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The Durham City Council wants to establish rules for officials' social media use

Mind Your Manners

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The Durham City Council approved a policy on Monday directing elected and appointed officials on how to use social media.

Three council members voted against the new policy—Charlie Reece, Jillian Johnson, and Steve Schewel—after the director of the N.C. Open Government Coalition raised concerns that some of its provisions could violate the First Amendment. Ultimately, the version that passed Monday—the city's first-ever social media policy for elected and appointed officials—omitted a section that posed the clearest free speech problems, but dissenters still had qualms about the policy.

The policy has two goals: to ensure posts by officials are easily archived and retrievable and to establish guidelines on how officials should use personal and professional accounts. The policy "strongly encourages" public officials to have both. (Reece and Johnson, the council's most prolific social media users, already do.)

The city began considering the policy before the anti-white-supremacist rally downtown last month. Reports of a KKK appearance spread in part via Johnson's Twitter, prompting Mayor Bill Bell to call for elected officials "to be more responsible." After the rally, the city added a provision saying officials should be "honest and accurate when posting information."

In an email to the council, Open Government Coalition director Jonathan Jones said the policy errs in saying posts may be considered public records. He also said the policy was unclear on record retention, leaves out text messages, and overly regulates speech.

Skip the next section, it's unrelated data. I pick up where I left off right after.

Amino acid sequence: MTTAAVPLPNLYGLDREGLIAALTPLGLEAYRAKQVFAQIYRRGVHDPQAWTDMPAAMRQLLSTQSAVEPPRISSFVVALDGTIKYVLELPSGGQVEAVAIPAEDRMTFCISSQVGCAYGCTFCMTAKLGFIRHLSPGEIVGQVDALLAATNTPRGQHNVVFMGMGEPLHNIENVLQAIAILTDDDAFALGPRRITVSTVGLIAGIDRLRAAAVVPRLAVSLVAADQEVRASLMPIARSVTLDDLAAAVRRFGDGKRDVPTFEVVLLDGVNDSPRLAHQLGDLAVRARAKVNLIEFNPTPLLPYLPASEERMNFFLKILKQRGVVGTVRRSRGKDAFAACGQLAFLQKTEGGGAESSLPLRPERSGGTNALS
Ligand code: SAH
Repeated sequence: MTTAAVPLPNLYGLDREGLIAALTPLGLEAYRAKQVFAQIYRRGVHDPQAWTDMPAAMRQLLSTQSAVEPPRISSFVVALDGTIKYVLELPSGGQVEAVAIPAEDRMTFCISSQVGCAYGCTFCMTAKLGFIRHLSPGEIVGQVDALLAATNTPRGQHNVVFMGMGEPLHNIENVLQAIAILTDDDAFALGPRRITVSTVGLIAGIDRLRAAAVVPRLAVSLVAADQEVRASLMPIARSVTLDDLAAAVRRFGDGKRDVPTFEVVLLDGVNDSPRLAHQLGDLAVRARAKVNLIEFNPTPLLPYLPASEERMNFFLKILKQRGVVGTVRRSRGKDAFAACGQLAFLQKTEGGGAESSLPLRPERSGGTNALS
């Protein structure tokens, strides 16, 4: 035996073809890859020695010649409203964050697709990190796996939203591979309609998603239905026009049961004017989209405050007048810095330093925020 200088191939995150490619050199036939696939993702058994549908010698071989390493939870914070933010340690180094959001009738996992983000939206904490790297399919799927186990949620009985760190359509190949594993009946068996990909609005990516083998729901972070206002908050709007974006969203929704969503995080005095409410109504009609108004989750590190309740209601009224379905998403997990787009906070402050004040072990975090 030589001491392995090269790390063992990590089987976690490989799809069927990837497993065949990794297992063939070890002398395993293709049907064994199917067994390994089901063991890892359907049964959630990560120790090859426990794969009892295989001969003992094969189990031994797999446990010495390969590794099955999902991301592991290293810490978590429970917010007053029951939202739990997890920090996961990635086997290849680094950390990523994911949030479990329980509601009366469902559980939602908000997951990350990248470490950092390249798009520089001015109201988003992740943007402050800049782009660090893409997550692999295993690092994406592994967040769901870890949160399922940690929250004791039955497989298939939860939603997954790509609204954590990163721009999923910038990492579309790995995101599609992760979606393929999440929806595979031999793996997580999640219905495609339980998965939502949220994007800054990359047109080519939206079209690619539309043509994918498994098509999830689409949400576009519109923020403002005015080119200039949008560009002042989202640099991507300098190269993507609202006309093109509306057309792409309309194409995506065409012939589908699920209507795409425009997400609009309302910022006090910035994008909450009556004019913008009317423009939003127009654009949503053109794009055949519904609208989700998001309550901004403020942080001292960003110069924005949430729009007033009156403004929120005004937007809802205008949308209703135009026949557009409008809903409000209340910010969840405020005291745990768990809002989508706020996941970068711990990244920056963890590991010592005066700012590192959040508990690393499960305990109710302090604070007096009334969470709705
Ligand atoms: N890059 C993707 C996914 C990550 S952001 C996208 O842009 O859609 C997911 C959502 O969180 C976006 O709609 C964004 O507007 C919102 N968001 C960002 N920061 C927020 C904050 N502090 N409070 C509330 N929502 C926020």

"In the limitations on elected and appointed officials' speech, I believe there is too heavy-handed of an approach that seems to direct council members as well as other appointed officials as to what they can and cannot say about city business," he wrote. "Because the only recourse in your policy is censure, and you can ostensibly censure each other for your speech until the cows come home because that is part of the political process, it is not a First Amendment violation per se. But it leaves the impression that council members (and other elected officials) are more limited in what they can say than they are."

Initially, Reece proposed sending the draft back to the council's procedure committee, but Bell suggested some version be approved so that "nobody goes off the reservation." After it became clear that Bell had a majority, members set about suggesting revisions.

The policy was passed with the caveat that it be reviewed by the city manager and the city attorney's offices, and be revisited during the council's work session on Thursday.

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